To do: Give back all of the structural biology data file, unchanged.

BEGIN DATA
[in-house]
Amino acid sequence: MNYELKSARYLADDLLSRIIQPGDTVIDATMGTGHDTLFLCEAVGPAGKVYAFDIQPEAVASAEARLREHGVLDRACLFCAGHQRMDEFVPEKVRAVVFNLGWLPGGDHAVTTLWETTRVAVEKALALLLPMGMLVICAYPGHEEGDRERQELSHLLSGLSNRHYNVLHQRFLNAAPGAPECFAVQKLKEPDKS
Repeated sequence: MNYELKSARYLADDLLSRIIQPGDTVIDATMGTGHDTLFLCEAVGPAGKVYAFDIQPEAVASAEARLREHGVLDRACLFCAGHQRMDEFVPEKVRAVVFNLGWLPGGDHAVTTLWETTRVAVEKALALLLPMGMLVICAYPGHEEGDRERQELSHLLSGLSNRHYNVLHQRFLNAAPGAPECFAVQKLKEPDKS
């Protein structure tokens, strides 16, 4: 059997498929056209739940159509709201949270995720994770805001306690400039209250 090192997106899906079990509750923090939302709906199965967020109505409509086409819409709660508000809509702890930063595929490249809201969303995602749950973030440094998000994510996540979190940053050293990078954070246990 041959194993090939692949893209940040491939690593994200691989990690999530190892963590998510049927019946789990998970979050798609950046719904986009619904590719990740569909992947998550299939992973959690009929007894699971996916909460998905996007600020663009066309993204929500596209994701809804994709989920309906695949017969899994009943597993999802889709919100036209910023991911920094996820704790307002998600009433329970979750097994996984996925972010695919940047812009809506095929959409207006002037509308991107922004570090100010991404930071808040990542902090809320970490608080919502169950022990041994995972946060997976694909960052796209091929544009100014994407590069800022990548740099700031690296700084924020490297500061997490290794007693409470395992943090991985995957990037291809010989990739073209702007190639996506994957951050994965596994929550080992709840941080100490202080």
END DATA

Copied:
[in-house]
Amino acid sequence: MNYELKSARYLADDLLSRIIQPGDTVIDATMGTGHDTLFLCEAVGPAGKVYAFDIQPEAVASAEARLREHGVLDRACLFCAGHQRMDEFVPEKVRAVVFNLGWLPGGDHAVTTLWETTRVAVEKALALLLPMGMLVICAYPGHEEGDRERQELSHLLSGLSNRHYNVLHQRFLNAAPGAPECFAVQKLKEPDKS
Repeated sequence: MNYELKSARYLADDLLSRIIQPGDTVIDATMGTGHDTLFLCEAVGPAGKVYAFDIQPEAVASAEARLREHGVLDRACLFCAGHQRMDEFVPEKVRAVVFNLGWLPGGDHAVTTLWETTRVAVEKALALLLPMGMLVICAYPGHEEGDRERQELSHLLSGLSNRHYNVLHQRFLNAAPGAPECFAVQKLKEPDKS
């Protein structure tokens, strides 16, 4: 059997498929056209739940159509709201949270995720994770805001306690400039209250 090192997106899906079990509750923090939302709906199965967020109505409509086409819409709660508000809509702890930063595929490249809201969303995602749950973030440094998000994510996540979190940053050293990078954070246990 041959194993090939692949893209940040491939690593994200691989990690999530190892963590998510049927019946789990998970979050798609950046719904986009619904590719990740569909992947998550299939992973959690009929007894699971996916909460998905996007600020663009066309993204929500596209994701809804994709989920309906695949017969899994009943597993999802889709919100036209910023991911920094996820704790307002998600009433329970979750097994996984996925972010695919940047812009809506095929959409207006002037509308991107922004570090100010991404930071808040990542902090809320970490608080919502169950022990041994995972946060997976694909960052796209091929544009100014994407590069800022990548740099700031690296700084924020490297500061997490290794007693409470395992943090991985995957990037291809010989990739073209702007190639996506994957951050994965596994929550080992709840941080100490202080």